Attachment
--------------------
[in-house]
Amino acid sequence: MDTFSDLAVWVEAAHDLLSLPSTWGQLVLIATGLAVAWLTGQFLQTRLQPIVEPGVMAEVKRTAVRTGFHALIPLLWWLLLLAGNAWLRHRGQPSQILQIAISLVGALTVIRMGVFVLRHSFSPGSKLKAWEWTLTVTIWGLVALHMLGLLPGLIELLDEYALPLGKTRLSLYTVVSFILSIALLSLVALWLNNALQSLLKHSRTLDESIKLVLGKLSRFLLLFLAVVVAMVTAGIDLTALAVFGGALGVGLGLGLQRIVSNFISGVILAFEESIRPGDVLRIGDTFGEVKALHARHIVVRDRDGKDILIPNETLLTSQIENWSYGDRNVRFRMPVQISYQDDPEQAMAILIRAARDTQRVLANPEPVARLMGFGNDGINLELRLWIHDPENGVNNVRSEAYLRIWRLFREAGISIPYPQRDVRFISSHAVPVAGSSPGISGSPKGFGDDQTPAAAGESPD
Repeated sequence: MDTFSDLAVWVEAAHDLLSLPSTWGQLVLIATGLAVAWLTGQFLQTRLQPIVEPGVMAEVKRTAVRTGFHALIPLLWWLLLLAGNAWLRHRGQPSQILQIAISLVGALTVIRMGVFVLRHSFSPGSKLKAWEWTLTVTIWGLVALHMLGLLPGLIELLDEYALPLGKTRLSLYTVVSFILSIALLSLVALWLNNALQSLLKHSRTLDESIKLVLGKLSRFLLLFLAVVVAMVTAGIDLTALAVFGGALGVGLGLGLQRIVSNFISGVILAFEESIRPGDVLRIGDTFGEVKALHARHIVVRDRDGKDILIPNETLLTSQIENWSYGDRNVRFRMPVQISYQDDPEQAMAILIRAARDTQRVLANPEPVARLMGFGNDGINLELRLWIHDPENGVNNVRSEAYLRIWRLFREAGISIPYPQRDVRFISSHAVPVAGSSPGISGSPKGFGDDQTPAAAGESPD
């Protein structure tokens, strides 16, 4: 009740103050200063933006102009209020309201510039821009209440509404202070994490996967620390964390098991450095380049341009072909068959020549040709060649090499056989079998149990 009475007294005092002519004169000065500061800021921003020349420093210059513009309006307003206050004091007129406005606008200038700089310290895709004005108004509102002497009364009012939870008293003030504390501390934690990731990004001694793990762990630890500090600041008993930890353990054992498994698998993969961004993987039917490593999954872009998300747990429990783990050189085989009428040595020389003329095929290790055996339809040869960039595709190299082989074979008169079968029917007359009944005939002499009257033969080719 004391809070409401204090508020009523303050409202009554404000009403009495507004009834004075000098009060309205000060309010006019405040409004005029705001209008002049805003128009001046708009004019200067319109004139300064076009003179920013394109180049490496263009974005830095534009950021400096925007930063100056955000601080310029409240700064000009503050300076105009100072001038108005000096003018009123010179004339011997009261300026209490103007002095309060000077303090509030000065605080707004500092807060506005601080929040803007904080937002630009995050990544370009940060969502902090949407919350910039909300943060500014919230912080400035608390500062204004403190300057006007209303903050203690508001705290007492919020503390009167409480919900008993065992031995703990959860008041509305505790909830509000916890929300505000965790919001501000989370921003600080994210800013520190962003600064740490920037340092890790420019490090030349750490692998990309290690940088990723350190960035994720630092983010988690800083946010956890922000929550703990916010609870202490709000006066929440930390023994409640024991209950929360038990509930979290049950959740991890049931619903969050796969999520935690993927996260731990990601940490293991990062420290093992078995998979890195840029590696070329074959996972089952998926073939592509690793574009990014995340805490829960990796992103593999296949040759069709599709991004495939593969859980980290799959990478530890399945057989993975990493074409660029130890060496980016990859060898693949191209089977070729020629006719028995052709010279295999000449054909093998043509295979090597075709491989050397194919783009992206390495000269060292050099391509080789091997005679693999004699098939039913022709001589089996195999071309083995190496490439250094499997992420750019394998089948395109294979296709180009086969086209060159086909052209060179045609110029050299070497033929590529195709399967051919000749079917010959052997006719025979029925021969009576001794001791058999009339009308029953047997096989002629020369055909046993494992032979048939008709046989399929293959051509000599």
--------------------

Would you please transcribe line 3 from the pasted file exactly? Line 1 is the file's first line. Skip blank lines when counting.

Repeated sequence: MDTFSDLAVWVEAAHDLLSLPSTWGQLVLIATGLAVAWLTGQFLQTRLQPIVEPGVMAEVKRTAVRTGFHALIPLLWWLLLLAGNAWLRHRGQPSQILQIAISLVGALTVIRMGVFVLRHSFSPGSKLKAWEWTLTVTIWGLVALHMLGLLPGLIELLDEYALPLGKTRLSLYTVVSFILSIALLSLVALWLNNALQSLLKHSRTLDESIKLVLGKLSRFLLLFLAVVVAMVTAGIDLTALAVFGGALGVGLGLGLQRIVSNFISGVILAFEESIRPGDVLRIGDTFGEVKALHARHIVVRDRDGKDILIPNETLLTSQIENWSYGDRNVRFRMPVQISYQDDPEQAMAILIRAARDTQRVLANPEPVARLMGFGNDGINLELRLWIHDPENGVNNVRSEAYLRIWRLFREAGISIPYPQRDVRFISSHAVPVAGSSPGISGSPKGFGDDQTPAAAGESPD